Ancient Christian Ruins Discovered Under ISIS Garbage Dump in Syria

Crosses etched into columns and writings carved into stone were found in the recently discovered Christian refuge.
Fox News

For more than two years, ISIS forces who occupied this northern Syrian city paid little attention to the tip of an old gate on an empty mound of land where they dumped trash.

They were clueless the gate ran several feet into the ground down to something they might well have destroyed had they known: The ruins of an ancient Christian refuge, or early church, possibly dating back to the first centuries of Christendom’s existence, under the Roman Empire.

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“I was so excited, I can’t describe it. I was holding everything in my hands,” Abdulwahab Sheko, head of the Exploration Committee at the Ruins Council in Manbij, told Fox News, as he led a reporter on a recent tour of the ruins.

Among the artifacts found that indicate this was a significant site for Christians were several versions of crosses etched into columns and walls, and writings carved into stone.

“This place is so special. Here is where I think the security guard would stand at the gate watching for any movement outside,” Sheko explained, working his way through what he called the “first location” of the site. “He could warn the others to exit through the other passage if they needed to flee.”

The ancient space is carved out with narrow tunnels, complete with grooved shelves to offer light, which were believed to offer passage for worshippers. There are myriad escape routes in the tunnels as well, featuring large stones that may have served as hidden doors. Also visible are three jagged steps leading up to what Sheko believes was an altar of sorts.

The discovery of a so-called “secret church,” dating as far back as the third or fourth century, A.D., could be an important find, according to a leading American archaeologist.

“They indicate that there was a significant Christian population in the area which felt they needed to hide their activities,” said John Wineland, professor of history and archaeology at Southeastern University. “This is probably an indication of the persecution by the Roman government, which was common in the period.”

Wineland said Christians were persecuted “sporadically at first, and later more systematically by the Roman government.” Christianity was illegal in the Roman Empire until its worship was decriminalized by Emperor Constantine in 313 A.D.

Christians of the time “met in secret, underground, to avoid trouble. But the Romans were fearful of any group that met in secret,” said Wineland.

“The Romans misunderstood many Christian practices and would often charge them with crimes, such as cannibalism,” Wineland added. He said such charges stemmed from the “Roman misunderstanding of Christian communion where Christ said to take and eat His body and drink His blood.”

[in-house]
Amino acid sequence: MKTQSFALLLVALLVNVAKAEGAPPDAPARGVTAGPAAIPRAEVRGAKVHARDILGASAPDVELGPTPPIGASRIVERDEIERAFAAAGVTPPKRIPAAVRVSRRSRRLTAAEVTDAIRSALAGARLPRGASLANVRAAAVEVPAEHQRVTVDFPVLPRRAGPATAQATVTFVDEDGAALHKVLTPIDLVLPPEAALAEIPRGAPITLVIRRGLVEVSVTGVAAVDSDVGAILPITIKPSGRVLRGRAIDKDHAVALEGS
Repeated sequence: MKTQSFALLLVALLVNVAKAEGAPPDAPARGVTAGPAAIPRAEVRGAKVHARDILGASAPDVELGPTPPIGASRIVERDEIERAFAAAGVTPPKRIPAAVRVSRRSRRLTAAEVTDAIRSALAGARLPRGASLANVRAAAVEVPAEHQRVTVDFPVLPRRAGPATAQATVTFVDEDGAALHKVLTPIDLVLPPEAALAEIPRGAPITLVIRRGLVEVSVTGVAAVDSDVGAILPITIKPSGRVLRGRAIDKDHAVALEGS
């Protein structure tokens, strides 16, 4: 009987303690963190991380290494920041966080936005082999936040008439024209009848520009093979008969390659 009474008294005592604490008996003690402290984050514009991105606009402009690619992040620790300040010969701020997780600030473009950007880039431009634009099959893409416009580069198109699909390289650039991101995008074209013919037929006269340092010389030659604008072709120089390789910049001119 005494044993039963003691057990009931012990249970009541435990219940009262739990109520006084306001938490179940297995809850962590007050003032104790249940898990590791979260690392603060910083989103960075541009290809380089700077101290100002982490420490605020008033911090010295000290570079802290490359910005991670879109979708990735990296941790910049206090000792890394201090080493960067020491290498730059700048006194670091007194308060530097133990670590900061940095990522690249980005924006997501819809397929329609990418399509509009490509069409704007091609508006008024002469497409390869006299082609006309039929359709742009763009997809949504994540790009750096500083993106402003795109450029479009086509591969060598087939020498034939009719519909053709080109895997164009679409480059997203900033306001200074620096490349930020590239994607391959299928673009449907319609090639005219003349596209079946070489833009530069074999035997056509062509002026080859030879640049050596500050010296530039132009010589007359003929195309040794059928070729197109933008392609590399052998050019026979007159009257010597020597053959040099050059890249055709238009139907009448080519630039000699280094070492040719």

As more of them are unearthed and studied, it’s not yet clear just how important a find these new ruins might be.

Sheko said he reached out to international archeologists and organizations since his team began cleaning up the site last fall, and needs help identifying artifacts and to “test the bones” of human remains found here. But the response from abroad so far, he said, is that it is still too dangerous to send archaeological teams to this part of a still devastatingly war-torn country.

Sheko said he’s also hopeful the Vatican will “become aware of these discoveries” and will soon send someone to inspect the ruins.

The site was fortunate to escape ISIS’ attention. Sheko said he was in the midst of studying the neighborhood when the infamously Christian-hostile group invaded in 2014. He managed to keep the secret of it quiet until ISIS was driven out in a bloody offensive by the US-backed Syrian Democratic Forces in 2016.

Due to the area being riddled with mines and booby traps, extensive cleanup and digging at the site couldn’t begin until late August last year. The excavation produced enough by March for Sheko and his team to host “a festival” of sorts for a handful of locals to come and visit.

In fact, it was the locals who led the way to another, very recently discovered “second location” ‒ which is still littered with insects, trash ‒ and even a stray dog sleeping inside. Within this location, down 11 jagged stone steps and into a cave that opens up into a multitude of rooms, overt Christian symbols are everywhere, etched into the stone walls and across the arched ceilings.

“We think this place after Christianity was no longer a secret anymore,” explained Sheko, gesturing to the symbols.

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SOURCE: Fox News – Hollie McKay

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